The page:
Over a period of time in the midst of all these drama, Subbu became a skillful person in the act of begging. The fact that his father very often pressed him into begging both at the railway station area as well as in the nearby residential locality including a slum, made him a habitual beggar. Thus even on those days when Subbu is returned to Shoba by her companion after his sojourn away from her, Subbu would volunteer to repeat his begging acts in the residential area near the pavements they stayed. Shoba's non-cooperating health and Sekar's increasing resistance to take part in the ragpicking work, as he was averse to looking dirty and shabby, forced the family to silently endorse Subbu's instinctual enthusiasm for begging. Subbu also brought enough for the family to feed in the morning and night. Shoba told that in those days when Subbu would have been whisked away by his father in protest against her refusal or inability to give him money for drinking, she herself would venture into begging in the same areas where Subbu goes for begging. But invariably she would get only very little food Ð just enough to feed Sekar.


Over a period of time it so happened that the whole family started becoming dependent on Subbu who at this tender age carries the family single-handedly. It is thanks to the food he brings through his begging that the family of five members survive. He is unfailingly regular in his begging responsibilities. Every day he starts at 8 O' clock in the morning and goes about collecting the food, mostly leftovers, and returns around 10 am to the awaiting family. What he brings will be eaten as the brunch as rarely there will be any thing left for lunch. Then again Subbu will resume his work only in the night at 8 O' clock and return at 10 pm. This will suffice the family's needs for night meals.


Subbu has become very important for the family, so much so there is an intriguing and silent competition going on in the family between the mother and the father in keeping possession of him. His innocent and instantly sympathy evoking face has made him a prized possession, as it were. Subbu's begging forays now fulfill everybody's personal ambitions. Subbu's father manages to get his money for drinking, Shoba could get enough to feed her children out of the food items Subbu collects and Sekar himself could refrain from the ragpicking work and afford to appear neat and tidy.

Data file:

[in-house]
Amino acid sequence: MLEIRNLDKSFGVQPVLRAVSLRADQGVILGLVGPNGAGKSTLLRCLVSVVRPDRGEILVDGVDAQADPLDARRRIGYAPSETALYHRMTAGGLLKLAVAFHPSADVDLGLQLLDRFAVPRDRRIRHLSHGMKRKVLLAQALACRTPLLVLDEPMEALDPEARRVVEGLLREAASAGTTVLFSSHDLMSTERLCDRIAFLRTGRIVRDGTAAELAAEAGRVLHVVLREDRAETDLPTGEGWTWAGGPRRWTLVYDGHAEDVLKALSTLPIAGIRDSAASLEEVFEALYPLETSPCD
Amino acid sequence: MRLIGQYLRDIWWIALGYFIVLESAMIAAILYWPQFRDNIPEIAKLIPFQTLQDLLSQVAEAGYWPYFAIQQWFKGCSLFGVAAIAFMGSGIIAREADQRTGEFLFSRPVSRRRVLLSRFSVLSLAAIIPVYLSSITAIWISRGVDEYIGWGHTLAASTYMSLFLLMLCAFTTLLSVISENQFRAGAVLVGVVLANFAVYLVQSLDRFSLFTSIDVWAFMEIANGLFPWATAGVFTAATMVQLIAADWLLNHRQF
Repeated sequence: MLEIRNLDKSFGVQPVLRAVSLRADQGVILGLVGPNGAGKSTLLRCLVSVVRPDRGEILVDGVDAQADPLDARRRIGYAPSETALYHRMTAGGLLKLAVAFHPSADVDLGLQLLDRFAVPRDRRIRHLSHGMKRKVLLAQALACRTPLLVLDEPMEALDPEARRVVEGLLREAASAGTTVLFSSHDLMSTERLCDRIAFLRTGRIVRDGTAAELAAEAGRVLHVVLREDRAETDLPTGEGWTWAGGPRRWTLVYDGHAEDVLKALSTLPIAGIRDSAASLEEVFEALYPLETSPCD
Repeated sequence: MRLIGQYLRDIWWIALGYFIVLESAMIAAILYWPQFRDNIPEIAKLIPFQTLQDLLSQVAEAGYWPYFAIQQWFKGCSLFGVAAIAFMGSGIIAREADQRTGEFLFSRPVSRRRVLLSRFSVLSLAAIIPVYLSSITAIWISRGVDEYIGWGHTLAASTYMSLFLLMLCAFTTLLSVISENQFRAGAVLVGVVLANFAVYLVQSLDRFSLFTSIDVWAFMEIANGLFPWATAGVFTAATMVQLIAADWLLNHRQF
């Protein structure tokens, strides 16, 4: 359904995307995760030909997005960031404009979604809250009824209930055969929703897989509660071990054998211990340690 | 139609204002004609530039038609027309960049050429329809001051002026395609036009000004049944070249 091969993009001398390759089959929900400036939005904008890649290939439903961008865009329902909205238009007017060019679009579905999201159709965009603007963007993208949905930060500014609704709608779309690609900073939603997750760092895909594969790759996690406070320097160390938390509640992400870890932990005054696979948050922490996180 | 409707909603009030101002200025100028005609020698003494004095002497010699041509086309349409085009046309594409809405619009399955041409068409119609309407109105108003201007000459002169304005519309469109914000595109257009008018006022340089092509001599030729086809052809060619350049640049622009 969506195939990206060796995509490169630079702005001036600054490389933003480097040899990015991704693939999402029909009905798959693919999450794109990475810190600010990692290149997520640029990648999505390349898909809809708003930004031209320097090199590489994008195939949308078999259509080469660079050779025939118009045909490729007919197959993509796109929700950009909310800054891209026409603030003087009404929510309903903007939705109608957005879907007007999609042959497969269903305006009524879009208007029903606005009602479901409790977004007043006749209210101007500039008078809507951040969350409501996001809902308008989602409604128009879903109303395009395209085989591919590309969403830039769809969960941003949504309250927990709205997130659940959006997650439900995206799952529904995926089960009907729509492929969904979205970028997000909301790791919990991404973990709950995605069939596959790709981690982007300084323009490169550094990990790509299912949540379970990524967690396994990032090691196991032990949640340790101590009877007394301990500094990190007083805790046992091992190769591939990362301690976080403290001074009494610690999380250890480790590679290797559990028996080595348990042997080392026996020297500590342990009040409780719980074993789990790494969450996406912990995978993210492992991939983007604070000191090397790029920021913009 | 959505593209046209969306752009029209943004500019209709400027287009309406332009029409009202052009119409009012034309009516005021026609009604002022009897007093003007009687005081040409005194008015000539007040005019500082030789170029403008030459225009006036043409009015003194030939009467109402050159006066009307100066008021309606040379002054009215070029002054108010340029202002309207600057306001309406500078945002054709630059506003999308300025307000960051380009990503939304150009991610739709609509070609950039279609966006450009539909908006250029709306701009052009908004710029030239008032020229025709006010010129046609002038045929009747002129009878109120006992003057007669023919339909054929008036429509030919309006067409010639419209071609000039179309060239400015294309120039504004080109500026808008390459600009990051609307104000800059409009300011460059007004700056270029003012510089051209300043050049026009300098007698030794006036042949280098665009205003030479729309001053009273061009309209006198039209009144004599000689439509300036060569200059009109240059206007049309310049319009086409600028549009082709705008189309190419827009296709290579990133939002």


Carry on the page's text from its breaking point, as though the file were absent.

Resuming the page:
In the recent past Sekar has totally stopped going for his rag picking work. As a matter of fact Sekar's love for neatness never permitted him to be full-fledged rag picker. Even in those days when he was engaged in full time ragpicking Sekar, instead of dabbling with garbage, was lifting some one's sackful of rags or steal silver wares as they were being unloaded from the lorries in the late nights. After getting thoroughly beaten by the police when caught stealing the silver ware, Sekar completely left ragpicking work. He switched over to some sort of nocturnal work. In the nights he started collecting empty whiskey and beer bottles, as the liquor-drinking auto drivers and others would throw them away after drinking in the open grounds and other spots they gather in the nights. This ensured that everyday he gets at least 10 to 15 rupees. He keeps five rupees for himself and gives the rest to his mother.


With that five rupees he plays videogames in the nearby area during the daytime. Since the videogame shop owner does not accept nor the children who come there treat very kindly those persons with dirty looks and dresses, Sekar has to dress up decently. He aspires to live his future free from dirt, filth and squalor. But at the moment the contribution from Subbu keeps things moving. It was just past 8 pm when we were talking to Shoba's family. Even as we were enthusiastically proceeding with more questions, Subbu was getting restless and was looking at his mother and brother. Once getting the green signal from his mother who beckoned him to proceed from the corner of her eyes, Subbu started to move away from us. Soon he emerged with two plastic cans held precariously in both his armpits and started proceeding towards the slum area.